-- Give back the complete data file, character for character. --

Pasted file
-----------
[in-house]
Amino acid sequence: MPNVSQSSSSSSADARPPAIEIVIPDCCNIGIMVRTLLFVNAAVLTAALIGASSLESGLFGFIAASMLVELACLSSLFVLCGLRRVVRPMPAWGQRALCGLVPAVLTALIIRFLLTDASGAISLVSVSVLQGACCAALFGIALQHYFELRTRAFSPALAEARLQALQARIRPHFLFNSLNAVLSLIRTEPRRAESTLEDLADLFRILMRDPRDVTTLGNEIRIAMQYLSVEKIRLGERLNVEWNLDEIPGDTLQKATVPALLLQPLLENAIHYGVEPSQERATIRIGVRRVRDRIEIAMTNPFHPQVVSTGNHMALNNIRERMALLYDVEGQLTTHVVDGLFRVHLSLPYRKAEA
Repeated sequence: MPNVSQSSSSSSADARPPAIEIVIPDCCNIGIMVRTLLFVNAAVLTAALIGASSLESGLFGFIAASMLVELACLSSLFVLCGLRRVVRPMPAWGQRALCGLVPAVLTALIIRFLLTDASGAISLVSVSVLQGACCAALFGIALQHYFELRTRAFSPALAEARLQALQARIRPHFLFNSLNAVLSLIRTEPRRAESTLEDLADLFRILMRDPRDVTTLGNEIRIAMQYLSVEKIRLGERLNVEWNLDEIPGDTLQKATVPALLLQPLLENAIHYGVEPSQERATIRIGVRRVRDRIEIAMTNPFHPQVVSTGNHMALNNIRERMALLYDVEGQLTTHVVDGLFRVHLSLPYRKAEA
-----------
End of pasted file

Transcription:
[in-house]
Amino acid sequence: MPNVSQSSSSSSADARPPAIEIVIPDCCNIGIMVRTLLFVNAAVLTAALIGASSLESGLFGFIAASMLVELACLSSLFVLCGLRRVVRPMPAWGQRALCGLVPAVLTALIIRFLLTDASGAISLVSVSVLQGACCAALFGIALQHYFELRTRAFSPALAEARLQALQARIRPHFLFNSLNAVLSLIRTEPRRAESTLEDLADLFRILMRDPRDVTTLGNEIRIAMQYLSVEKIRLGERLNVEWNLDEIPGDTLQKATVPALLLQPLLENAIHYGVEPSQERATIRIGVRRVRDRIEIAMTNPFHPQVVSTGNHMALNNIRERMALLYDVEGQLTTHVVDGLFRVHLSLPYRKAEA
Repeated sequence: MPNVSQSSSSSSADARPPAIEIVIPDCCNIGIMVRTLLFVNAAVLTAALIGASSLESGLFGFIAASMLVELACLSSLFVLCGLRRVVRPMPAWGQRALCGLVPAVLTALIIRFLLTDASGAISLVSVSVLQGACCAALFGIALQHYFELRTRAFSPALAEARLQALQARIRPHFLFNSLNAVLSLIRTEPRRAESTLEDLADLFRILMRDPRDVTTLGNEIRIAMQYLSVEKIRLGERLNVEWNLDEIPGDTLQKATVPALLLQPLLENAIHYGVEPSQERATIRIGVRRVRDRIEIAMTNPFHPQVVSTGNHMALNNIRERMALLYDVEGQLTTHVVDGLFRVHLSLPYRKAEA